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Czech zoo to remove rhino horns following French attack
In traditional Asian medicine, powdered rhino horn is used as a supposed cure for a range of illnesses.

Dvur Kralove Zoo is home to 21 black and southern white rhinos

A zoo in Czechia has said that it will remove the horns from its herd of rare rhinos following a brutal poaching attack in France.

Speaking to The Guardian, a spokeswoman for the Dvur Kralove Zoo said: “It’s for the sake of rhino safety. The attack (in France) put us on alert, the danger is really intense.”

On 7 March 2017, keepers found four-year-old Vince dead in his enclosure at Thoiry Zoo, Paris. The rhinoceros was shot three times in the head by poachers, who stole its horn using a chainsaw.

The Dvur Kralove Zoo is currently home to a herd of 21 black and southern white rhinos. It told the Guardian that vets will put the rhinos under anaesthesia before removing their horns with a chainsaw and filing the sharp edges.

“We have never done this because of poachers. We did it for other reasons like transport or health concerns,” she added.

According to the WWF, hundred of white rhino have been killed annually in recent years. The species is particularly vulnerable because it is relatively unaggressive.

Rhino horn can sell up to $60,000 per kilo - more than gold or cocaine - with most demand from China and Vietnam. In traditional Asian medicine, powdered horn is used as a supposed cure for a range of illnesses.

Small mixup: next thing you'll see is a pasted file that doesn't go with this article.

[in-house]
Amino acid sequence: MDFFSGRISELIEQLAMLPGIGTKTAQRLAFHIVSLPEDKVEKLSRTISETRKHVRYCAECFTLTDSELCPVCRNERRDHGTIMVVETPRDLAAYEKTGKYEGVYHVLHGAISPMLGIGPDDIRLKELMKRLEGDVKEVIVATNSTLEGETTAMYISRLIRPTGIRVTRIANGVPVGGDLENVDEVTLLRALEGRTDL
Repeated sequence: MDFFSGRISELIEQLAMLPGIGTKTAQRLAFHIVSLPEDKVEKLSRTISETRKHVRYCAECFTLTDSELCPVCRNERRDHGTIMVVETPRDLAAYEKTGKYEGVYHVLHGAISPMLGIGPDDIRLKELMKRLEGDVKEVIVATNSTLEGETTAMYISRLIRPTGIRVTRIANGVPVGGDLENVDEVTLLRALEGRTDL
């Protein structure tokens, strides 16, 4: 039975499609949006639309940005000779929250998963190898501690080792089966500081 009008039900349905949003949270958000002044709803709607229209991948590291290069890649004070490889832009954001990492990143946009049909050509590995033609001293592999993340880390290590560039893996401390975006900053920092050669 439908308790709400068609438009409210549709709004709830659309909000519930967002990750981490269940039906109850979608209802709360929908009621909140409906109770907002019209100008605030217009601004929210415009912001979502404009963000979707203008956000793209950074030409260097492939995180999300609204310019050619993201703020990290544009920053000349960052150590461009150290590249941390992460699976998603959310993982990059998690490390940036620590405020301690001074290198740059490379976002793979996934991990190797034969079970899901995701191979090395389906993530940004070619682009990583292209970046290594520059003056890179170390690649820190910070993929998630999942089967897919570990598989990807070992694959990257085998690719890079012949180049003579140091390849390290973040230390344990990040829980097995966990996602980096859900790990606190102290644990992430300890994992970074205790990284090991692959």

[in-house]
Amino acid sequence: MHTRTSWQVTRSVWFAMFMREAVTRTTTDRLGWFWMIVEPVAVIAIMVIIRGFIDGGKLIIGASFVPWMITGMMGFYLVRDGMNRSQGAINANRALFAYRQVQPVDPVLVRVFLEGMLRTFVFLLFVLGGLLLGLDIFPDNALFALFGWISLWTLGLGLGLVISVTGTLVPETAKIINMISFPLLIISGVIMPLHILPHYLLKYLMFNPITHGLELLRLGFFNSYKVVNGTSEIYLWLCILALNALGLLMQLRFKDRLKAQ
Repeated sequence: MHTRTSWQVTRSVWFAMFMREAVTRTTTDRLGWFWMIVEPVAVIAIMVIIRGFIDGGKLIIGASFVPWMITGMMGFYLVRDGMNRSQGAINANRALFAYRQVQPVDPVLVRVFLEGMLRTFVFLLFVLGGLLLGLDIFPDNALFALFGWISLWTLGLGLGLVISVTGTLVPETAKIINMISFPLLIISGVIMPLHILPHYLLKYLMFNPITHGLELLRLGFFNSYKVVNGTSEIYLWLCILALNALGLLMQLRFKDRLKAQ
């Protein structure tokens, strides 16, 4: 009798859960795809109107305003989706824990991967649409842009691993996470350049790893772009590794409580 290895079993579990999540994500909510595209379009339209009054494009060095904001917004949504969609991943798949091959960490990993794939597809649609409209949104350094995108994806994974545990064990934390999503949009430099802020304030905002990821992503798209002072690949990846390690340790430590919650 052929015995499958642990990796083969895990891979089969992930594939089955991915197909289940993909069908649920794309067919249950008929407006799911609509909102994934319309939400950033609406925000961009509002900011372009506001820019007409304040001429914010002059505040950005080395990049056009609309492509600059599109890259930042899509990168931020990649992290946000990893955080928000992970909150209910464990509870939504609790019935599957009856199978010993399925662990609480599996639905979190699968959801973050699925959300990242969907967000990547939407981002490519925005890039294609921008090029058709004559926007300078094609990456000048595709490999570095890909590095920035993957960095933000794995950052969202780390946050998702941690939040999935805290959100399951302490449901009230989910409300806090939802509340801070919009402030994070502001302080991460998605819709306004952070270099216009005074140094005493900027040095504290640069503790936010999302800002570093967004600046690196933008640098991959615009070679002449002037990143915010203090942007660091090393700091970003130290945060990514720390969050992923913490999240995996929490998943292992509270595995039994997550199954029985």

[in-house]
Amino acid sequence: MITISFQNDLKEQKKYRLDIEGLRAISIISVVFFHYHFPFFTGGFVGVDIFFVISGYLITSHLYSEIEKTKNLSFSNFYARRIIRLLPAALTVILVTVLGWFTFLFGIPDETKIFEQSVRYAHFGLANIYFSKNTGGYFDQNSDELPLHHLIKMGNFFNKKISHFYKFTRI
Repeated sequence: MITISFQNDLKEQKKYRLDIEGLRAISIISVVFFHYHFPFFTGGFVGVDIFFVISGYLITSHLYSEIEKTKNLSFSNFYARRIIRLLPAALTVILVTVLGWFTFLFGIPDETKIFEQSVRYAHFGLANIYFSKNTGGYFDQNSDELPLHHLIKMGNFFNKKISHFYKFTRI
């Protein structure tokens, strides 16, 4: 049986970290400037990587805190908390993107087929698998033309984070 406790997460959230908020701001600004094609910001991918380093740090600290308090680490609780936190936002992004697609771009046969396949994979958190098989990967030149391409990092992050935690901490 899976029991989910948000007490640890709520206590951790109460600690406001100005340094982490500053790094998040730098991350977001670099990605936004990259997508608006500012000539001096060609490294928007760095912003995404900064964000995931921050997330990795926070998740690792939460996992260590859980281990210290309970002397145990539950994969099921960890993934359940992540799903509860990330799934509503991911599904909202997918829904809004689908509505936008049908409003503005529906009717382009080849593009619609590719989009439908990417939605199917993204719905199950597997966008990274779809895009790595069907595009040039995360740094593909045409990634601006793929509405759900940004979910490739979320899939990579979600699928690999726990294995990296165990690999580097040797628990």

Dvur Kralove is the only zoo in the world to have succeeded in the captive breeding of this extremely rare species.

In 2009, it placed three northern white rhinos in the Ol Pejeta reserve in Kenya. 

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Sale of microbeads now banned

News Story 1
 The sale of products containing microbeads is now banned across England and Scotland, Defra has confirmed.

As part of government efforts to prevent these plastics ending up in the marine environment, retailers can no longer sell rinse-off cosmetics and personal care products containing microbeads. These tiny plastics were often added to products including face scrubs, soaps, toothpaste and shower gels.

Just a single shower is thought to send 100,000 of these beads down the drain and into the ocean, where it can cause serious harm to marine life. A ban on manufacturing products containing microbeads previously came into force in January this year. 

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George Eustice announces funding for Bovine Viral Diarrhoea

Farming minister George Eustice has announced a 5.7million funding package to help farmers tackle Bovine Viral Diarrhoea (BVD).

The funding will be available in England for three years through the Rural Development Programme and farmers will be able to apply for one-to-one farm advisory visits by a veterinary practitioner.

The project will recruit local vets who will then work with keepers of breeding cattle to tackle BVD on their farms.